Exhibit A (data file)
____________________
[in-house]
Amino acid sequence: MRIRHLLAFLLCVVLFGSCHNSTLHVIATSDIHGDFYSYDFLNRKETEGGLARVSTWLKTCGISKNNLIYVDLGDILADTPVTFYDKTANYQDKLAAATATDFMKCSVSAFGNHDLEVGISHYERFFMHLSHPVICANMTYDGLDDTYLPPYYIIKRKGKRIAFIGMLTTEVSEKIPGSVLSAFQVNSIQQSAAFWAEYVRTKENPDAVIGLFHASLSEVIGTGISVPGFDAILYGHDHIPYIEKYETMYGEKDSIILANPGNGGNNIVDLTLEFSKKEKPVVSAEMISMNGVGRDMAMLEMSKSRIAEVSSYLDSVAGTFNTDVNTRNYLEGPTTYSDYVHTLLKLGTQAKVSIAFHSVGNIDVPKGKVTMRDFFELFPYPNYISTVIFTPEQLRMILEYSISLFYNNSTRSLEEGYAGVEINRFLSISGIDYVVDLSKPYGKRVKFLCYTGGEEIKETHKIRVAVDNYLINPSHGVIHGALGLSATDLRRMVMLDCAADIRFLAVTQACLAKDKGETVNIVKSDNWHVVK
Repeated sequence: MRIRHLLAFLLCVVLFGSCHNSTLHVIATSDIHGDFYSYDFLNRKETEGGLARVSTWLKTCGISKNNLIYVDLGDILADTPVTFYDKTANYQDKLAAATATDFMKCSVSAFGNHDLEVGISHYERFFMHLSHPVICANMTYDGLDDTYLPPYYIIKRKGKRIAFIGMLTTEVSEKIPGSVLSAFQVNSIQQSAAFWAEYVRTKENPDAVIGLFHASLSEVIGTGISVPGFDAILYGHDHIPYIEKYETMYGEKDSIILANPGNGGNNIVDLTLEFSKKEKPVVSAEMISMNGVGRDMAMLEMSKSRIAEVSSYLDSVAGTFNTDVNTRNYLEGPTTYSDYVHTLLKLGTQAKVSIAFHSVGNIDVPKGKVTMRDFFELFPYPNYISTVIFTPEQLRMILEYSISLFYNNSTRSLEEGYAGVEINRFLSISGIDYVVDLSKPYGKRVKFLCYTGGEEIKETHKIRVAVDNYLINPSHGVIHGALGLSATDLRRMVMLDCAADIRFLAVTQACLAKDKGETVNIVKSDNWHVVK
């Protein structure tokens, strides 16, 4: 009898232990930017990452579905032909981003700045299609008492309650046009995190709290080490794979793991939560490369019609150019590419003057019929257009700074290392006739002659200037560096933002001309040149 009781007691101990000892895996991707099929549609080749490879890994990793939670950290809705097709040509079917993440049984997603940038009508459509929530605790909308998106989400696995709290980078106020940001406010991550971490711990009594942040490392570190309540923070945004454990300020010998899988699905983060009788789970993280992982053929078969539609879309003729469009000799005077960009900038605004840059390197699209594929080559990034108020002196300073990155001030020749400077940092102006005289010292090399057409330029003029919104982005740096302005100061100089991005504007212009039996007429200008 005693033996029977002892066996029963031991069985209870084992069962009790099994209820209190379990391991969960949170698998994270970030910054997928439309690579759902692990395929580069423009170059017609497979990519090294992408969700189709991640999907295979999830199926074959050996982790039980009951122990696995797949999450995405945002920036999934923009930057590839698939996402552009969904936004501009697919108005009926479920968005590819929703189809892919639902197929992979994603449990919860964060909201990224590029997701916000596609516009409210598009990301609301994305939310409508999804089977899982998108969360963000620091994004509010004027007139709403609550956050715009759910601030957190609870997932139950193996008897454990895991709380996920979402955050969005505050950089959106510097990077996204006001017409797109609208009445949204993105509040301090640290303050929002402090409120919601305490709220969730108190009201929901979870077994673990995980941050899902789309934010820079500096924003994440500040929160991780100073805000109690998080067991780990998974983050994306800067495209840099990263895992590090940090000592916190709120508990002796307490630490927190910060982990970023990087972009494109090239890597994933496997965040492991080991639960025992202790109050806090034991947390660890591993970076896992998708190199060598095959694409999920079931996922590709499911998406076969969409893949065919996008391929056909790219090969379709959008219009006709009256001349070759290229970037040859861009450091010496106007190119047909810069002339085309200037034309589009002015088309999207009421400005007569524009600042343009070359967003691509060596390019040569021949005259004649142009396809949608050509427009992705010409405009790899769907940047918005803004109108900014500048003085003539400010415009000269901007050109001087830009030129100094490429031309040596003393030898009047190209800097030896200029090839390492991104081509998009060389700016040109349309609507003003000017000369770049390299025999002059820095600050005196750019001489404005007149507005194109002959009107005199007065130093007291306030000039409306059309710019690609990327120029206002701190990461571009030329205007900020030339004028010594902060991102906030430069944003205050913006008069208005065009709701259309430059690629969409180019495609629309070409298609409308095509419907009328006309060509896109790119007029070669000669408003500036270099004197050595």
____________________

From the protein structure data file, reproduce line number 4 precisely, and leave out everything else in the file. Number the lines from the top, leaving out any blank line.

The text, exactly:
């Protein structure tokens, strides 16, 4: 009898232990930017990452579905032909981003700045299609008492309650046009995190709290080490794979793991939560490369019609150019590419003057019929257009700074290392006739002659200037560096933002001309040149 009781007691101990000892895996991707099929549609080749490879890994990793939670950290809705097709040509079917993440049984997603940038009508459509929530605790909308998106989400696995709290980078106020940001406010991550971490711990009594942040490392570190309540923070945004454990300020010998899988699905983060009788789970993280992982053929078969539609879309003729469009000799005077960009900038605004840059390197699209594929080559990034108020002196300073990155001030020749400077940092102006005289010292090399057409330029003029919104982005740096302005100061100089991005504007212009039996007429200008 005693033996029977002892066996029963031991069985209870084992069962009790099994209820209190379990391991969960949170698998994270970030910054997928439309690579759902692990395929580069423009170059017609497979990519090294992408969700189709991640999907295979999830199926074959050996982790039980009951122990696995797949999450995405945002920036999934923009930057590839698939996402552009969904936004501009697919108005009926479920968005590819929703189809892919639902197929992979994603449990919860964060909201990224590029997701916000596609516009409210598009990301609301994305939310409508999804089977899982998108969360963000620091994004509010004027007139709403609550956050715009759910601030957190609870997932139950193996008897454990895991709380996920979402955050969005505050950089959106510097990077996204006001017409797109609208009445949204993105509040301090640290303050929002402090409120919601305490709220969730108190009201929901979870077994673990995980941050899902789309934010820079500096924003994440500040929160991780100073805000109690998080067991780990998974983050994306800067495209840099990263895992590090940090000592916190709120508990002796307490630490927190910060982990970023990087972009494109090239890597994933496997965040492991080991639960025992202790109050806090034991947390660890591993970076896992998708190199060598095959694409999920079931996922590709499911998406076969969409893949065919996008391929056909790219090969379709959008219009006709009256001349070759290229970037040859861009450091010496106007190119047909810069002339085309200037034309589009002015088309999207009421400005007569524009600042343009070359967003691509060596390019040569021949005259004649142009396809949608050509427009992705010409405009790899769907940047918005803004109108900014500048003085003539400010415009000269901007050109001087830009030129100094490429031309040596003393030898009047190209800097030896200029090839390492991104081509998009060389700016040109349309609507003003000017000369770049390299025999002059820095600050005196750019001489404005007149507005194109002959009107005199007065130093007291306030000039409306059309710019690609990327120029206002701190990461571009030329205007900020030339004028010594902060991102906030430069944003205050913006008069208005065009709701259309430059690629969409180019495609629309070409298609409308095509419907009328006309060509896109790119007029070669000669408003500036270099004197050595």